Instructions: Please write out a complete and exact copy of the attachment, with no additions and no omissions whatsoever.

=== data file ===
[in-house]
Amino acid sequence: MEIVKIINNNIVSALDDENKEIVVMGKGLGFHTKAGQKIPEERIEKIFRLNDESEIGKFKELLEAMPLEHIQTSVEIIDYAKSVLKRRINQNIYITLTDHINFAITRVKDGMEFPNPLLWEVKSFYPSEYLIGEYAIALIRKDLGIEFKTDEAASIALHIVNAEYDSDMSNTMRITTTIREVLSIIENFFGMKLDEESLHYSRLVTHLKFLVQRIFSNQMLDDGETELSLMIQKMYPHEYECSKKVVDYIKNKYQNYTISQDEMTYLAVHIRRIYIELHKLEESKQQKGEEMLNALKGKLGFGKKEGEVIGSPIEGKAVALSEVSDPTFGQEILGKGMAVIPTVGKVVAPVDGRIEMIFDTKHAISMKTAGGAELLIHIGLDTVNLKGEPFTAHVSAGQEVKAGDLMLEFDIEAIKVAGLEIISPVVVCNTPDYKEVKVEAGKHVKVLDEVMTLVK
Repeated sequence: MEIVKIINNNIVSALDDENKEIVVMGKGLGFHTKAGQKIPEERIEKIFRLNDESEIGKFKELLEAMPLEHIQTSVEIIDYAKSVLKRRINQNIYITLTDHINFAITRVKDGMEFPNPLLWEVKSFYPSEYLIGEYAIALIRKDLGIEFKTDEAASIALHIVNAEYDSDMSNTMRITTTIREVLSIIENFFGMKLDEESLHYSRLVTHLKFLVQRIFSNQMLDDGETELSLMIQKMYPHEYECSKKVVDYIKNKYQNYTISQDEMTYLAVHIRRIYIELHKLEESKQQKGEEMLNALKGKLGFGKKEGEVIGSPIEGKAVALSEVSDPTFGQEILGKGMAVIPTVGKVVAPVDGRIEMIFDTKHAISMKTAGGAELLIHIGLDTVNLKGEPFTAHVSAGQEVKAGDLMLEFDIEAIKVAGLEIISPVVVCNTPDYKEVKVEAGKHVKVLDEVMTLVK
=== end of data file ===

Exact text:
[in-house]
Amino acid sequence: MEIVKIINNNIVSALDDENKEIVVMGKGLGFHTKAGQKIPEERIEKIFRLNDESEIGKFKELLEAMPLEHIQTSVEIIDYAKSVLKRRINQNIYITLTDHINFAITRVKDGMEFPNPLLWEVKSFYPSEYLIGEYAIALIRKDLGIEFKTDEAASIALHIVNAEYDSDMSNTMRITTTIREVLSIIENFFGMKLDEESLHYSRLVTHLKFLVQRIFSNQMLDDGETELSLMIQKMYPHEYECSKKVVDYIKNKYQNYTISQDEMTYLAVHIRRIYIELHKLEESKQQKGEEMLNALKGKLGFGKKEGEVIGSPIEGKAVALSEVSDPTFGQEILGKGMAVIPTVGKVVAPVDGRIEMIFDTKHAISMKTAGGAELLIHIGLDTVNLKGEPFTAHVSAGQEVKAGDLMLEFDIEAIKVAGLEIISPVVVCNTPDYKEVKVEAGKHVKVLDEVMTLVK
Repeated sequence: MEIVKIINNNIVSALDDENKEIVVMGKGLGFHTKAGQKIPEERIEKIFRLNDESEIGKFKELLEAMPLEHIQTSVEIIDYAKSVLKRRINQNIYITLTDHINFAITRVKDGMEFPNPLLWEVKSFYPSEYLIGEYAIALIRKDLGIEFKTDEAASIALHIVNAEYDSDMSNTMRITTTIREVLSIIENFFGMKLDEESLHYSRLVTHLKFLVQRIFSNQMLDDGETELSLMIQKMYPHEYECSKKVVDYIKNKYQNYTISQDEMTYLAVHIRRIYIELHKLEESKQQKGEEMLNALKGKLGFGKKEGEVIGSPIEGKAVALSEVSDPTFGQEILGKGMAVIPTVGKVVAPVDGRIEMIFDTKHAISMKTAGGAELLIHIGLDTVNLKGEPFTAHVSAGQEVKAGDLMLEFDIEAIKVAGLEIISPVVVCNTPDYKEVKVEAGKHVKVLDEVMTLVK